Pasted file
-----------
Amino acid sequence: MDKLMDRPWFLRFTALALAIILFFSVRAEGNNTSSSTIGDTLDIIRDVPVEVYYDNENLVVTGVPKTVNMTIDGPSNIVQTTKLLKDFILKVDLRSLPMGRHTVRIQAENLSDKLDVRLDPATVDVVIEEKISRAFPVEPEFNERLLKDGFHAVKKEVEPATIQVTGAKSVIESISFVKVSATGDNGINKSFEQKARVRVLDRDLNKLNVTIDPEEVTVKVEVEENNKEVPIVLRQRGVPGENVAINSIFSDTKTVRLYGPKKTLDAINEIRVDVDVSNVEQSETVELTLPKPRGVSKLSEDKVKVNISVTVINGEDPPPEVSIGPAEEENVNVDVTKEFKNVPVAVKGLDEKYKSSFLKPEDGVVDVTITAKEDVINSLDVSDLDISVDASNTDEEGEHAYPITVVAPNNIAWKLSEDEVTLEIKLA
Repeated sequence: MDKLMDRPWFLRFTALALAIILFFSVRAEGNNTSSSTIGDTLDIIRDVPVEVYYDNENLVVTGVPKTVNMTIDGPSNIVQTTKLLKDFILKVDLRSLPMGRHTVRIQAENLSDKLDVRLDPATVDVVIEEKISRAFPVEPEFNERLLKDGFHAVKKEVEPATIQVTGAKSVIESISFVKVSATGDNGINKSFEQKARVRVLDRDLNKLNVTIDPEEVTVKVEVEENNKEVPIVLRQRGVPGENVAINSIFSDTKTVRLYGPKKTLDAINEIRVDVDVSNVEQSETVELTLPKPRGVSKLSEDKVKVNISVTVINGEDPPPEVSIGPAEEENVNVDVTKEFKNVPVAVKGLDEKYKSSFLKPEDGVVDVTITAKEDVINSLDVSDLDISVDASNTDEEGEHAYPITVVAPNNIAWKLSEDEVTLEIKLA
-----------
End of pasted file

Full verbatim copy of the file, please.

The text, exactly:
Amino acid sequence: MDKLMDRPWFLRFTALALAIILFFSVRAEGNNTSSSTIGDTLDIIRDVPVEVYYDNENLVVTGVPKTVNMTIDGPSNIVQTTKLLKDFILKVDLRSLPMGRHTVRIQAENLSDKLDVRLDPATVDVVIEEKISRAFPVEPEFNERLLKDGFHAVKKEVEPATIQVTGAKSVIESISFVKVSATGDNGINKSFEQKARVRVLDRDLNKLNVTIDPEEVTVKVEVEENNKEVPIVLRQRGVPGENVAINSIFSDTKTVRLYGPKKTLDAINEIRVDVDVSNVEQSETVELTLPKPRGVSKLSEDKVKVNISVTVINGEDPPPEVSIGPAEEENVNVDVTKEFKNVPVAVKGLDEKYKSSFLKPEDGVVDVTITAKEDVINSLDVSDLDISVDASNTDEEGEHAYPITVVAPNNIAWKLSEDEVTLEIKLA
Repeated sequence: MDKLMDRPWFLRFTALALAIILFFSVRAEGNNTSSSTIGDTLDIIRDVPVEVYYDNENLVVTGVPKTVNMTIDGPSNIVQTTKLLKDFILKVDLRSLPMGRHTVRIQAENLSDKLDVRLDPATVDVVIEEKISRAFPVEPEFNERLLKDGFHAVKKEVEPATIQVTGAKSVIESISFVKVSATGDNGINKSFEQKARVRVLDRDLNKLNVTIDPEEVTVKVEVEENNKEVPIVLRQRGVPGENVAINSIFSDTKTVRLYGPKKTLDAINEIRVDVDVSNVEQSETVELTLPKPRGVSKLSEDKVKVNISVTVINGEDPPPEVSIGPAEEENVNVDVTKEFKNVPVAVKGLDEKYKSSFLKPEDGVVDVTITAKEDVINSLDVSDLDISVDASNTDEEGEHAYPITVVAPNNIAWKLSEDEVTLEIKLA